Nichomachean Ethics by Aristotle

Date of Manuscript: 1488

This rubricated manuscript in the Latin translation of Leonardo Bruni, the first Florentine scholar to use the word “studia humanitatis” as a term for literary studies was used in grammar schools.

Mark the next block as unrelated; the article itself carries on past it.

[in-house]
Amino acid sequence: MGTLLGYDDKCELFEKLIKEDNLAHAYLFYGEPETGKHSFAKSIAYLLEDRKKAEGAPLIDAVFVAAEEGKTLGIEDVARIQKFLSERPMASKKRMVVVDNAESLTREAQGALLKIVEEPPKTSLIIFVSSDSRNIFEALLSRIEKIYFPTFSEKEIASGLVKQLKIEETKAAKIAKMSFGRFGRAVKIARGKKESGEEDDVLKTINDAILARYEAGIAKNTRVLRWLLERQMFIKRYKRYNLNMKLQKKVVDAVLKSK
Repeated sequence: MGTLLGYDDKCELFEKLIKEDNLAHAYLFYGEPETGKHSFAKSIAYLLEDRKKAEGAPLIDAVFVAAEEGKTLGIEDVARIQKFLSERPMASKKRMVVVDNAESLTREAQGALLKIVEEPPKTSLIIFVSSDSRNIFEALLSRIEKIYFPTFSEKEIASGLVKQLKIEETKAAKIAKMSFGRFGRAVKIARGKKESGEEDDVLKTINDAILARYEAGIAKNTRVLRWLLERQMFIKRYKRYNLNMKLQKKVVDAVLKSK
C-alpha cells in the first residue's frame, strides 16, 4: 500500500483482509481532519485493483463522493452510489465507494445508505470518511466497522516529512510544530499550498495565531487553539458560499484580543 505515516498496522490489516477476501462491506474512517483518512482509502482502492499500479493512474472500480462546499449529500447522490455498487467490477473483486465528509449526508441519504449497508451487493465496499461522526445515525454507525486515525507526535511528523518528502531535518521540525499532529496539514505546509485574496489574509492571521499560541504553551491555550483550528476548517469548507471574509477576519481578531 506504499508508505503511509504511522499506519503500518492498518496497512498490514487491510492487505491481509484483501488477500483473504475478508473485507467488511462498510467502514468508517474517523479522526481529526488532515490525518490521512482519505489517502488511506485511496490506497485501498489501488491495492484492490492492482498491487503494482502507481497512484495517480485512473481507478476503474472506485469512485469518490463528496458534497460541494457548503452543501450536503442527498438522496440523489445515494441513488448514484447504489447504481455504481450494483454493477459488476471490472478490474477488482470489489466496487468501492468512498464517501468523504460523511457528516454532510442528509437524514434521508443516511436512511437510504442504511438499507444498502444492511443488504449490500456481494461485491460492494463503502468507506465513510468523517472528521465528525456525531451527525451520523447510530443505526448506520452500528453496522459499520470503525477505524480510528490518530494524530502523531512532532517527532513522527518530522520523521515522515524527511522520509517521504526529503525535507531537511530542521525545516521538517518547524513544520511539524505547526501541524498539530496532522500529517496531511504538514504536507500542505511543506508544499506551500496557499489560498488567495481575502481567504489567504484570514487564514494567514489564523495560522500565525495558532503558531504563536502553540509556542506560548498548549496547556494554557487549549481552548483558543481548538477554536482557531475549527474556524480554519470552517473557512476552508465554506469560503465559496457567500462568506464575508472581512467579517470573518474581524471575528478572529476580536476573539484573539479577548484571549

This couples with the large number of interlinear and marginal notations are evidence that the text was not only transmitted among the intellectual elites.  Originally written in Greek and based on lectures Aristotle gave in Athens in the fourth century B.C., concerns the end to which human behavior should be directed.  For a person to be happy, he says, they must not simply pursue pleasure, but to do well those things which are distinctly human, namely the exercise of intellectual abilities.  But, as he also explains, virtue is not solely intellectual, and mankind has a moral aspect as well. #0672